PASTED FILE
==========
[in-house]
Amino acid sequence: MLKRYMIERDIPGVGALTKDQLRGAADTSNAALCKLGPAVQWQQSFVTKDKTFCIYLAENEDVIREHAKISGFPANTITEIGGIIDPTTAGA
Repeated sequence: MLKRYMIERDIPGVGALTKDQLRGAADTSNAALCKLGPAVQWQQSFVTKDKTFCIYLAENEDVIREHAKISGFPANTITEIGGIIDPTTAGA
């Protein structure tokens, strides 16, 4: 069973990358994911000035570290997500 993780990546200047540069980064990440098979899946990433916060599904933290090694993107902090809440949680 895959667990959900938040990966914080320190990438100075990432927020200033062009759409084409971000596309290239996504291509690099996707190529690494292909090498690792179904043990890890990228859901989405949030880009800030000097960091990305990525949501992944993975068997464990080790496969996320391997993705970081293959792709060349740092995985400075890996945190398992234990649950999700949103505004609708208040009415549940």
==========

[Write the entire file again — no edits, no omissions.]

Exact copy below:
[in-house]
Amino acid sequence: MLKRYMIERDIPGVGALTKDQLRGAADTSNAALCKLGPAVQWQQSFVTKDKTFCIYLAENEDVIREHAKISGFPANTITEIGGIIDPTTAGA
Repeated sequence: MLKRYMIERDIPGVGALTKDQLRGAADTSNAALCKLGPAVQWQQSFVTKDKTFCIYLAENEDVIREHAKISGFPANTITEIGGIIDPTTAGA
């Protein structure tokens, strides 16, 4: 069973990358994911000035570290997500 993780990546200047540069980064990440098979899946990433916060599904933290090694993107902090809440949680 895959667990959900938040990966914080320190990438100075990432927020200033062009759409084409971000596309290239996504291509690099996707190529690494292909090498690792179904043990890890990228859901989405949030880009800030000097960091990305990525949501992944993975068997464990080790496969996320391997993705970081293959792709060349740092995985400075890996945190398992234990649950999700949103505004609708208040009415549940």